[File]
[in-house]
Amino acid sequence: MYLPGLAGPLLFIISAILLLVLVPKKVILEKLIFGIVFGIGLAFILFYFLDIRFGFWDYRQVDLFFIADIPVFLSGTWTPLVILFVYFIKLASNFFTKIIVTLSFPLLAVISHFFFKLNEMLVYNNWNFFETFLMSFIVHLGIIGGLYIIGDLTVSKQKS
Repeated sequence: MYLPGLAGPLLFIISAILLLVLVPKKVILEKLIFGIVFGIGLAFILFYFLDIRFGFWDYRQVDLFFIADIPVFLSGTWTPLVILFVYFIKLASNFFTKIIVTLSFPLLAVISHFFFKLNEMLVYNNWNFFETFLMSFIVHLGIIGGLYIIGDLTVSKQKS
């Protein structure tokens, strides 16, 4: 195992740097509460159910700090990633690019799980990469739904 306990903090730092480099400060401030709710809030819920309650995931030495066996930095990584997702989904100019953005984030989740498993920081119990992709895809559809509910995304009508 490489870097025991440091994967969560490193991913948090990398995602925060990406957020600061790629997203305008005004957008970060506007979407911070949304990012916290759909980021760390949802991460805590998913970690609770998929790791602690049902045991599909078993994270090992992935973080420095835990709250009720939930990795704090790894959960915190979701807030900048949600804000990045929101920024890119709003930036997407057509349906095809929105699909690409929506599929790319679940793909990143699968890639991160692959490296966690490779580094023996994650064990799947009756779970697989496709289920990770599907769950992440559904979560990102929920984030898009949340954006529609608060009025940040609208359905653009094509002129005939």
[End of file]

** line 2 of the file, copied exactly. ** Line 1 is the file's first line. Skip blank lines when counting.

Amino acid sequence: MYLPGLAGPLLFIISAILLLVLVPKKVILEKLIFGIVFGIGLAFILFYFLDIRFGFWDYRQVDLFFIADIPVFLSGTWTPLVILFVYFIKLASNFFTKIIVTLSFPLLAVISHFFFKLNEMLVYNNWNFFETFLMSFIVHLGIIGGLYIIGDLTVSKQKS